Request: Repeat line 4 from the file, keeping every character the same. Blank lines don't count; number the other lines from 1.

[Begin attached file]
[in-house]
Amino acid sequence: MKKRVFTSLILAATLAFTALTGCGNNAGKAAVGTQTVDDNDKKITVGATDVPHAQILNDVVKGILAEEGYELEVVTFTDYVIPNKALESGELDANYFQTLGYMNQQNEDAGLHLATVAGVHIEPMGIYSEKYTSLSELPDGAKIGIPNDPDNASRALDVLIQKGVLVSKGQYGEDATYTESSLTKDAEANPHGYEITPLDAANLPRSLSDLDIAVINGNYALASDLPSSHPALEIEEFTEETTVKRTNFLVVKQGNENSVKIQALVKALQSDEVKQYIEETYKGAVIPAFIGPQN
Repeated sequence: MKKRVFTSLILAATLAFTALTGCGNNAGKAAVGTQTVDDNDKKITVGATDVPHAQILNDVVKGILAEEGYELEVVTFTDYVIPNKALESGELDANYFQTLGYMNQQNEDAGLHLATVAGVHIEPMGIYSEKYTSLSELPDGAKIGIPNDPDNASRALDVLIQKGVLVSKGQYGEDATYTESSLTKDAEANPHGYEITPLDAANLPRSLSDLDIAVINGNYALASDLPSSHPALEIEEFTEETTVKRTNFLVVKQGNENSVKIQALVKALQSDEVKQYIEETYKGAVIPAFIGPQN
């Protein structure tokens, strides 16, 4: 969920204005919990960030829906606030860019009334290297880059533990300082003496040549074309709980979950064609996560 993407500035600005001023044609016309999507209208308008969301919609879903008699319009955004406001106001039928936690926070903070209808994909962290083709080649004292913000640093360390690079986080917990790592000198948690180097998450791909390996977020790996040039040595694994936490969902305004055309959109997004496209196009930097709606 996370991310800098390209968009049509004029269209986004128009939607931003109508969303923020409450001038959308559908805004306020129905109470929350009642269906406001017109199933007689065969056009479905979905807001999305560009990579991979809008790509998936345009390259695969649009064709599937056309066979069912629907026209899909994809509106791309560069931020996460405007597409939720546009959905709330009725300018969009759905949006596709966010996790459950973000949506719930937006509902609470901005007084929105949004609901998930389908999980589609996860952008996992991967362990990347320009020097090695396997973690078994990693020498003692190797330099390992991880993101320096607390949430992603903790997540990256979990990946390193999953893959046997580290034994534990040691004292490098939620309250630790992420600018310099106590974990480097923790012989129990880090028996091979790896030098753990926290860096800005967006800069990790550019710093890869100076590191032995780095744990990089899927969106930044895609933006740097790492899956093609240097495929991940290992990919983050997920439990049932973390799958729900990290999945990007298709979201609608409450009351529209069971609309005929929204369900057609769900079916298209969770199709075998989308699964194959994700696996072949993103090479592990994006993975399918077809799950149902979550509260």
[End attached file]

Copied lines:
């Protein structure tokens, strides 16, 4: 969920204005919990960030829906606030860019009334290297880059533990300082003496040549074309709980979950064609996560 993407500035600005001023044609016309999507209208308008969301919609879903008699319009955004406001106001039928936690926070903070209808994909962290083709080649004292913000640093360390690079986080917990790592000198948690180097998450791909390996977020790996040039040595694994936490969902305004055309959109997004496209196009930097709606 996370991310800098390209968009049509004029269209986004128009939607931003109508969303923020409450001038959308559908805004306020129905109470929350009642269906406001017109199933007689065969056009479905979905807001999305560009990579991979809008790509998936345009390259695969649009064709599937056309066979069912629907026209899909994809509106791309560069931020996460405007597409939720546009959905709330009725300018969009759905949006596709966010996790459950973000949506719930937006509902609470901005007084929105949004609901998930389908999980589609996860952008996992991967362990990347320009020097090695396997973690078994990693020498003692190797330099390992991880993101320096607390949430992603903790997540990256979990990946390193999953893959046997580290034994534990040691004292490098939620309250630790992420600018310099106590974990480097923790012989129990880090028996091979790896030098753990926290860096800005967006800069990790550019710093890869100076590191032995780095744990990089899927969106930044895609933006740097790492899956093609240097495929991940290992990919983050997920439990049932973390799958729900990290999945990007298709979201609608409450009351529209069971609309005929929204369900057609769900079916298209969770199709075998989308699964194959994700696996072949993103090479592990994006993975399918077809799950149902979550509260």